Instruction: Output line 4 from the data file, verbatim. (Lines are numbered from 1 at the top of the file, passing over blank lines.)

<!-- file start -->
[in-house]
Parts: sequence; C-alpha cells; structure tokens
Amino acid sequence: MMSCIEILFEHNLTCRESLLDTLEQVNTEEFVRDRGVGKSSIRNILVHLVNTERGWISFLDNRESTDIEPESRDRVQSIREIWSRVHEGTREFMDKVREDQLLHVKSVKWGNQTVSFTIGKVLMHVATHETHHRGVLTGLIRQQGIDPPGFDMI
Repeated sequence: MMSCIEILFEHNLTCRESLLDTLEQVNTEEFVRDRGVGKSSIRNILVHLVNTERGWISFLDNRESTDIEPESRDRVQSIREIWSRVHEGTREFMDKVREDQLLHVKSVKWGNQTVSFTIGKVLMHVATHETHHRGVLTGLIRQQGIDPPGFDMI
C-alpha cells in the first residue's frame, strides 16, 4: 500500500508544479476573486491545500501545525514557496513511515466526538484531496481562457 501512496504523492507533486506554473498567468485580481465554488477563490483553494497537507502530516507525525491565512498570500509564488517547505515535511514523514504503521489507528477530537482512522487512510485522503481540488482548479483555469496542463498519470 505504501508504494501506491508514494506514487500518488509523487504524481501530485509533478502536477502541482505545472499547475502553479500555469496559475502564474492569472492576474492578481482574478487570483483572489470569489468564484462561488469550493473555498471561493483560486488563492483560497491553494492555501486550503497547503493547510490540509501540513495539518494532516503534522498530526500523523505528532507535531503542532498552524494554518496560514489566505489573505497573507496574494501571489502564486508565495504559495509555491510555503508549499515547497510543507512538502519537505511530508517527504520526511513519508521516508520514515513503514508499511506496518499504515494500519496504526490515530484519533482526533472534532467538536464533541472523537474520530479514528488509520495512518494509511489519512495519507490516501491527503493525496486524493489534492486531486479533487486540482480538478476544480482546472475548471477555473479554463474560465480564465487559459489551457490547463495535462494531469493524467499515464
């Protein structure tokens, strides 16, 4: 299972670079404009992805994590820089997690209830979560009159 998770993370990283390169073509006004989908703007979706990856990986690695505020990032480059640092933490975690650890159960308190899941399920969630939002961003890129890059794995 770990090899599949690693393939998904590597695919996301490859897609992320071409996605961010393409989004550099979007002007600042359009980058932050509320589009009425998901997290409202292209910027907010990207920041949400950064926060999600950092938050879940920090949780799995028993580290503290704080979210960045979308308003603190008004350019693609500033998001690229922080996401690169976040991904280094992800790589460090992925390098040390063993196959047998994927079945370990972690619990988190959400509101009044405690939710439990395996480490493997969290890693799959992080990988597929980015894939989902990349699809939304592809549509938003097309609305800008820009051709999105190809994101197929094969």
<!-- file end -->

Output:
Repeated sequence: MMSCIEILFEHNLTCRESLLDTLEQVNTEEFVRDRGVGKSSIRNILVHLVNTERGWISFLDNRESTDIEPESRDRVQSIREIWSRVHEGTREFMDKVREDQLLHVKSVKWGNQTVSFTIGKVLMHVATHETHHRGVLTGLIRQQGIDPPGFDMI